I want you to imagine a smoke alarm. You would not want to be in a house without one, would you? Of course not. It’s there to keep you safe and to let you know when something really bad is happening. However, there is a big difference between it going off to let you know your house is burning down versus it going off to let you know you have slightly burnt your toast. Anxiety is the same thing; the warning system is needed but it’s become way too sensitive.
Common symptoms of anxiety include
- Excessive worry
- Difficulty sleeping
- Impaired concentration
- Muscle aches and soreness
If these symptoms are persistent for 6 months or more and if they are stopping you from living a happy and healthy life, it may be time to seek some help.
Why do I have it?
Anxiety is actually a pretty useful response. Think about it, imagine if you were a caveman and you had a saber-toothed tiger running at you, having your brain’s first instinct being to run away or to defend yourself is what you need. If you were totally chilled out during that encounter, it probably would not have ended very well for you, and perhaps very well for the tiger (though they are now extinct so really who won that battle?) Even for us, modern humans’ anxiety can be very helpful. It can make us alert when we are crossing the road or avoid wandering too close to a cliff edge.
We are not 100% certain of the causes of anxiety disorders bur certain factors might make you more likely to develop it. Some of these include
- Other mental health disorders – Fish and Chips, Salt and Pepper, Posh and Becks, some things just come in pairs, and having other mental health issues such as depression raises your risk for anxiety disorders.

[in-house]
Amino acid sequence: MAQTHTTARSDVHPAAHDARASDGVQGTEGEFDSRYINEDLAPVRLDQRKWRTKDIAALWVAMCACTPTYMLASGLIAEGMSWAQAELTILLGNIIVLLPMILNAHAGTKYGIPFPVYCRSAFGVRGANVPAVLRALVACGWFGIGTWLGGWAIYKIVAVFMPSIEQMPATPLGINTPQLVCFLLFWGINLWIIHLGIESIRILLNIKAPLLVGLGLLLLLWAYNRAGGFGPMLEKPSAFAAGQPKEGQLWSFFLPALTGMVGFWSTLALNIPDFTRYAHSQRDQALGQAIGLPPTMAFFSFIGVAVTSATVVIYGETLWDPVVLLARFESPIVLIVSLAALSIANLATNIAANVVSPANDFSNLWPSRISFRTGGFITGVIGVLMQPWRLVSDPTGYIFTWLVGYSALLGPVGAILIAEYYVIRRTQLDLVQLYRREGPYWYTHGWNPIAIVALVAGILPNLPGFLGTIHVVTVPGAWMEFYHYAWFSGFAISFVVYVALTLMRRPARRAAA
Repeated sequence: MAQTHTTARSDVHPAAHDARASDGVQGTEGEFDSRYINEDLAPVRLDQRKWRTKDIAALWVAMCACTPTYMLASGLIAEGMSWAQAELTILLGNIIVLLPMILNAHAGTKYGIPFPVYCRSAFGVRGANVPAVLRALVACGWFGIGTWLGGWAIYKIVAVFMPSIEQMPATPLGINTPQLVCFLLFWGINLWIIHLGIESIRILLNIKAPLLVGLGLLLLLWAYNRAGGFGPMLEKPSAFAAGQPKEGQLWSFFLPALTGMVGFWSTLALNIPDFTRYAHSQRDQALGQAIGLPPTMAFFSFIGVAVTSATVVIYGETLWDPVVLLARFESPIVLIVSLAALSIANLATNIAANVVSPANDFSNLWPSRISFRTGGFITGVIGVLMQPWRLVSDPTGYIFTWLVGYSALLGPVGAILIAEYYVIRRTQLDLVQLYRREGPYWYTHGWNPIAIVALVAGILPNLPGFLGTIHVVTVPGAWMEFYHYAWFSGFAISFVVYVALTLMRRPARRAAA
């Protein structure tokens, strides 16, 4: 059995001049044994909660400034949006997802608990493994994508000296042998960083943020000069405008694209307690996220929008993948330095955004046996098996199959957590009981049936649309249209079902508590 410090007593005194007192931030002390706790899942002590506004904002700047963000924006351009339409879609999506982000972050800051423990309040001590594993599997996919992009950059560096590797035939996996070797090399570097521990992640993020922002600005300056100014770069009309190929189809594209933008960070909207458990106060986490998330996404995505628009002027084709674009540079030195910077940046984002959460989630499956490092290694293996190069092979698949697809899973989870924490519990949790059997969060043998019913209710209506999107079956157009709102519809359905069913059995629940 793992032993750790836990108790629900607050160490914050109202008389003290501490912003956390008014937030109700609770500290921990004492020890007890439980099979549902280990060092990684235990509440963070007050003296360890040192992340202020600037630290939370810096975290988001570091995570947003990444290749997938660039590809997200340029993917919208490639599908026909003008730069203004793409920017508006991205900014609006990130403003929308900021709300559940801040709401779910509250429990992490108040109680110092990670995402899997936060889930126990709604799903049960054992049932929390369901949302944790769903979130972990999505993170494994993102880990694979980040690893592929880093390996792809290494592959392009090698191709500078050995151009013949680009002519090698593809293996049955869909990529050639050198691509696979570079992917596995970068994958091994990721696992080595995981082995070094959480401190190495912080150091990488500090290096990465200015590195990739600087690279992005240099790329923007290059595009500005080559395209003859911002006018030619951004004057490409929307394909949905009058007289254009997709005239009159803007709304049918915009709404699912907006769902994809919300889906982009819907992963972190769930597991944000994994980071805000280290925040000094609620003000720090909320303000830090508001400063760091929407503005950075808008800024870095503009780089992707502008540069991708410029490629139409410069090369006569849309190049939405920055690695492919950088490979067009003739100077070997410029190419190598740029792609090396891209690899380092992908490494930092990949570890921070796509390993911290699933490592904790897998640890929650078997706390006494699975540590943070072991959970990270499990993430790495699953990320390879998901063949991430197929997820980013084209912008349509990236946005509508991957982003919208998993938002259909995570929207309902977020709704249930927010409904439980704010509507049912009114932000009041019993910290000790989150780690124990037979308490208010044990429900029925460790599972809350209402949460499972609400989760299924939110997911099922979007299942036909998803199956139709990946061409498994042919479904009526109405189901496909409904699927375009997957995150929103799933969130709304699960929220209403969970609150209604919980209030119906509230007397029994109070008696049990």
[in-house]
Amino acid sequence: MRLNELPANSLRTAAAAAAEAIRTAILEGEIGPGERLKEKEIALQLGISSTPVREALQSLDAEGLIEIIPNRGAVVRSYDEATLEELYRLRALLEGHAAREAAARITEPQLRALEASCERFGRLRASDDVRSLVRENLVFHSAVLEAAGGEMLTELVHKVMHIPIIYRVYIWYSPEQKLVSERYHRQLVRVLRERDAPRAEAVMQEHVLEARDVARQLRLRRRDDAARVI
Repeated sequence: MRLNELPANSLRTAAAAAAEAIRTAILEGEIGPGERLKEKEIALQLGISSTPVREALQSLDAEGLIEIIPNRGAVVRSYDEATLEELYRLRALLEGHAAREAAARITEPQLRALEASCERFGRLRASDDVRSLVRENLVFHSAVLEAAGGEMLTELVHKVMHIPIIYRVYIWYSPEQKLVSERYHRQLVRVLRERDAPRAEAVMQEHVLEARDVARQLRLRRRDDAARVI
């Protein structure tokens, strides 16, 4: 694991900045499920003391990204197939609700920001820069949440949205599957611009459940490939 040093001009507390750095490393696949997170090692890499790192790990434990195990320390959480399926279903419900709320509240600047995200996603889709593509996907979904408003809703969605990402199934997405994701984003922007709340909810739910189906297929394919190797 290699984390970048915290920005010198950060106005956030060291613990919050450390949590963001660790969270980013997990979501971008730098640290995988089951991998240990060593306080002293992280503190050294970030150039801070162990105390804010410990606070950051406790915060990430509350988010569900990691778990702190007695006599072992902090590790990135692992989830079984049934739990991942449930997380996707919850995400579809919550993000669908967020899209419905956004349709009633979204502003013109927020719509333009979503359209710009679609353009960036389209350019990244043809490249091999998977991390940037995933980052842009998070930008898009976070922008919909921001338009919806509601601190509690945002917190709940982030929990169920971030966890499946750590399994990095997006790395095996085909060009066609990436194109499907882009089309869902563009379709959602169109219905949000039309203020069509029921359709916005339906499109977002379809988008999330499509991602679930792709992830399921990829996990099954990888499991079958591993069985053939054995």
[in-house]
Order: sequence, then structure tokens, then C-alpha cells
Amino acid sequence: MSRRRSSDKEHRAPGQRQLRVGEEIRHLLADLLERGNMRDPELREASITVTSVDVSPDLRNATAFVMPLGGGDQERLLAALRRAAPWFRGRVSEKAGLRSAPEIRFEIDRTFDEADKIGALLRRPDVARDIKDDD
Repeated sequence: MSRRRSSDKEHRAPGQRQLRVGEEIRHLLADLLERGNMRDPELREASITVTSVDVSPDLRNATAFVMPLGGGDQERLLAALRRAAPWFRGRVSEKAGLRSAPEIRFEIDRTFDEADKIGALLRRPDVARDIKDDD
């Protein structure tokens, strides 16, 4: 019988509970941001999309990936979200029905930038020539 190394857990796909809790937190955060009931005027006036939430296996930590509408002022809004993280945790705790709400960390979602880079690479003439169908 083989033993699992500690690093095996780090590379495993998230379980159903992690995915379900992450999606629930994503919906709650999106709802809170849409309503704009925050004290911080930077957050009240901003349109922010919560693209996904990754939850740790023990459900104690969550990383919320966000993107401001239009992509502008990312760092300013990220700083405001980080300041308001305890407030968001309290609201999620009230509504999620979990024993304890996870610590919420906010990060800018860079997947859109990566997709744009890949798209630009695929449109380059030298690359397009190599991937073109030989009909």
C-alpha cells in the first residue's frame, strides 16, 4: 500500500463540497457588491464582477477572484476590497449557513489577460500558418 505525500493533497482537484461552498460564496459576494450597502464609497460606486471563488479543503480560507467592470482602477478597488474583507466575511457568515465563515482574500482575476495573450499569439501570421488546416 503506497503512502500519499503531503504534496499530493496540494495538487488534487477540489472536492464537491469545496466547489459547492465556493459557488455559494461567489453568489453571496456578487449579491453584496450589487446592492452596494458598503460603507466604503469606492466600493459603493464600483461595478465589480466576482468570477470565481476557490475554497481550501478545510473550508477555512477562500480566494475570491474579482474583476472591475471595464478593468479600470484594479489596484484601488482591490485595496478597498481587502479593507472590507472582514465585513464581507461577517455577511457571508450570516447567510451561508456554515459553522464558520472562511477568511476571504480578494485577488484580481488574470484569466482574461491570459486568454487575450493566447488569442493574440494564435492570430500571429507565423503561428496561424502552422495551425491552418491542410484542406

- Substance abuse.
- Low self-esteem.
We can also develop anxiety for no reason because our brains are just wonderful like that.
Was I born with it?
No, you were not born anxious, it does not define you. It is usually learned in our family of origin.
We inherit a lot of things from our parents. Hair colour, eye colour, the family silver, however, bad habits and behaviours are also learned. So we don’t inherit anxiety, we just either learn it or are subjected to situations at a young age that can cause anxiety to move up a gear.
Research does suggest that anxiety does run in families, however, nothing concrete has really been concluded as environmental factors are just as important.
How do we treat it?
Good news. There are many ways to treat anxiety.
- Visit your GP – Medications can be used to help treat anxiety and its symptoms. Certain anti-depressants can be used to treat both anxiety and depression or you may be prescribed an anti-anxiety medication. In some circumstances, you may be prescribed a benzodiazepine, but these are only designed to be taken short-term to relieve the symptoms.
- Therapy – Talking therapies such as CBT have been shown to have great success in treating anxiety. They will look at triggers, thought patterns, and thought diaries to help improve symptoms.